A fun variation on the timing is to use what is known as Guapacha (WAH-pah-cha) timing. The guapacha timing has a half beat hesitation followed by a quick catch up step. Hold the first half of a beat almost freezing but slowing drawing the free foot towards the weighed foot, then a quick quarter-beat second step, timing: hold, &, quick, quick, &, quick (-&Q Q&Q). To lead the guapacha timing, the man should strongly stretch the side of his body opposite to his free foot, e.g. on the first half of a turning basic the man should stretch the right side of his body and look to the left as he slowing draws the left foot towards his right foot. Hopefully, his stretched side will indicate his intensions to his partner. The basic, turning basic, and time step are ideal figures to use guapacha timing on an occasional basis.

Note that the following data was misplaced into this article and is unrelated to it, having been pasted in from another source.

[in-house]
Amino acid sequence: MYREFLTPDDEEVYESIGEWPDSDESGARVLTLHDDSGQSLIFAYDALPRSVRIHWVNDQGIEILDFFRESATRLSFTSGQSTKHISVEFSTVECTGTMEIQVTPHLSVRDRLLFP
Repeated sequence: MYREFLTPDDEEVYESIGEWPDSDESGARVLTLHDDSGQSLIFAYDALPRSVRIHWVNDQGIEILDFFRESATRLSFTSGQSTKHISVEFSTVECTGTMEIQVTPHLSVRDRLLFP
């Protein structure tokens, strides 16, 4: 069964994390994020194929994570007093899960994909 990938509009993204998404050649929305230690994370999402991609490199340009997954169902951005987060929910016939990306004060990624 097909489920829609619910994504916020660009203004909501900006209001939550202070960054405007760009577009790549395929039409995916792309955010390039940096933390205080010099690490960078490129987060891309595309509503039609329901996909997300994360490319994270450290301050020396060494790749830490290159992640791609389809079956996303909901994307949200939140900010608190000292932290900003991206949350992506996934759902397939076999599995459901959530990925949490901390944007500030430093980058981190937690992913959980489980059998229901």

More on Latin Hips & Body Movement:
The hip movement in cha is generally less pronounced than in rumba due to the speed of the dance, but they do move. Yes men, this includes your hips. Too often we see variations on the way Frankenstein would dance the cha cha, with all his joints fused together, none moving independently. Not only does this non-mobility take more physical exertion, cause unnecessary tension (especially to the neck, shoulders, hips, and knees), and inhibit breathing, it also does not feel very good to either partner. Just as in rumba, the hips should move automatically as a result of correct foot and leg action, and also as in rumba this action can be directed to make it less chaotic and more pleasing to the eye. Keep the hip movement natural with direction and purpose. You do not need to overemphasize the movement of your hips or swing them deliberately, just give them a gentle nudge in the right direction. You too men!
Stillness & Isolation:
As with most dance rhythms one of the goals is to limit excess body movement. Try to utilize only the body parts that are necessary for the figure you are executing. This stillness/isolation technique (moving individual parts of the body independently of others) is very useful in dancing for leading & following by reducing the ambiguity and will improve the overall look and feel of the figure.